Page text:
Felix Delattre

State of the internet in Nicaragua

Net neutrality, surveillance, censorship and the ISPs

image0 All over the world discussions are emerging on net neutrality, online censorship and surveillance as urgent topics. As we can see, companies try to sell the internet service by service or even the data a about their clients in order to make more money off of their clients. And as well as some governments who's aim is to control their citizens by violating their principals of a neutral web, free access to information and collecting data by spying on the population. Still, there are some countries, Nicaragua being one of them, that are (almost) not suspects to investigation. As a resident of this lovely country, I would like contribute by giving an overview of issues I personally am aware of, but taking into account that this article cannot be claimed fully accurate.

First, this article gives a short overview over the main topics: censorship, net neutrality and surveillance. Afterwards it lists every ISP in the country with more detailed information.


There has been only one case of censorship in Nicaragua publicly reported: On December 2011, Claro censored a website for unsatisfied customers: claroqueno.com (not available anymore). IP based blocking was used, therefore not only one website but also other websites hosted on the same shared hosting package were not available anymore. Because of bad publicity the company repealed the censorship some weeks later. Further more, I heard through unconfirmed sources, that between 2006 and 2012 websites with information on theft of services was made unavailable by Claro through IP blocking as well.

These are examples of how Internet Service Providers (ISP) and other institutions can act in an arbitrary way in Nicaragua in any moment and not be aware of the seriousness of the issues of censorship.

Net neutrality

The bigger companies in Nicaragua violate the principals of net neutrality and all the smaller Internet Service Providers (ISP) offer general free internet. Mobile internet is generally more limited than residential connections.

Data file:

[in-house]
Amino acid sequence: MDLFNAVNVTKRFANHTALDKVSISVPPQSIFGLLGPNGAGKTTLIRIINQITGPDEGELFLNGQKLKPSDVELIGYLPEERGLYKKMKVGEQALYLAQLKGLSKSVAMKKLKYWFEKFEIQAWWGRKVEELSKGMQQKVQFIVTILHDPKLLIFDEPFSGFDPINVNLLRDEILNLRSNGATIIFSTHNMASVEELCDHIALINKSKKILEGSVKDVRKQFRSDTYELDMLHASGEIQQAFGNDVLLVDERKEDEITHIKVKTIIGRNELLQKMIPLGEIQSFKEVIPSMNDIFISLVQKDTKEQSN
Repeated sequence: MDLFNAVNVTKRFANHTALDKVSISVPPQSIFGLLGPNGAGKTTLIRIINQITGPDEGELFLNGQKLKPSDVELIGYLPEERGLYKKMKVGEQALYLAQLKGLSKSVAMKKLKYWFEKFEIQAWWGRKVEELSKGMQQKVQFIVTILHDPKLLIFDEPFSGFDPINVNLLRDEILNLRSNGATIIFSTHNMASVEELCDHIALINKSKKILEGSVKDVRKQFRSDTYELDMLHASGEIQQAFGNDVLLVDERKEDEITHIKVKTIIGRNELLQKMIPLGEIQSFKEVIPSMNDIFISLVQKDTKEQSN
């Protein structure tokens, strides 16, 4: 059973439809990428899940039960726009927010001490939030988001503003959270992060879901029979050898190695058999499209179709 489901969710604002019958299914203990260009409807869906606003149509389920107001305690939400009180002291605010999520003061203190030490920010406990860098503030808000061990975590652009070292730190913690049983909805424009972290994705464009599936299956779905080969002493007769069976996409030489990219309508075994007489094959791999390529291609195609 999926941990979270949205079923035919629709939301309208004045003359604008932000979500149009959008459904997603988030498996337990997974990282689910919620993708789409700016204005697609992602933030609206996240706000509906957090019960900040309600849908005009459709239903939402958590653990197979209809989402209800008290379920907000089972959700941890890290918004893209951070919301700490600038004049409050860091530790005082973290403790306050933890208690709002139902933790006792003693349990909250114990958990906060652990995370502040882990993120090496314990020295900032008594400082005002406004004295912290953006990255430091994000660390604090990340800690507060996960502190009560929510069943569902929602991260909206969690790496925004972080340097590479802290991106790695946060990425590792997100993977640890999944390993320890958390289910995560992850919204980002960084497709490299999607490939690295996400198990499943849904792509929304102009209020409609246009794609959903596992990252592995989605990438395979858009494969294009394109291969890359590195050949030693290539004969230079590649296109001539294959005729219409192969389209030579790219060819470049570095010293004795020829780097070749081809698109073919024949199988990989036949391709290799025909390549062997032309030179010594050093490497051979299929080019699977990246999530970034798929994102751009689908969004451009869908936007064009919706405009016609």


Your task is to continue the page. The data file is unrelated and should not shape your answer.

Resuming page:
Yota, the second largest ISP in the country is the only one limiting residential internet connections. It throttles the velocity on BitTorrent ports, which is generally used for file sharing.

There are also rumors about when reaching a monthly limit (30GB), Yota throttles down the speed for this specific account till the end of the month.

Both cell phone network operators (Claro and Movistar) offer mobile internet packages (3G, HDSPA and UMTS) limited by the amount of transferred data. This is not yet a full net neutrality infraction but it is worth mentioning, as it is a worldwide tendency of selling limited mobile internet.

Besides that and even worse, both operators offer special plans to use certain applications exclusively (like Facebook, WhatsApp or Email), which leads us into an internet that is sold application by application.


No active surveillance has been reported so far, neither any abuse by telecommunication companies nor the Nicaraguan government. The government, as most countries around the world, aims to have centralized control over all national internet exchange points, as well as the main telecommunication infrastructure and ISPs. Although, political opposition and national press recently did bring up concerns about governmental surveillance through a planned, but not completed, modification of the article 92 of the Nicaraguan constitution (see the articles in La Prensa and Confidencial). But this looked to be more of a political play, as the planned modifications would not have had any legal effect at all on surveillance of the population. But, we can assume that all of Nicaragua's communication can be or is intercepted by the government due to the fact that the main infrastructure is controlled by governmental institutions. This is the case in all countries (from my point of view) and especially after the worldwide NSA scandal we learned that most countries should have control over their main communication infrastructure. Anyway, keep your data encrypted no matter where you are!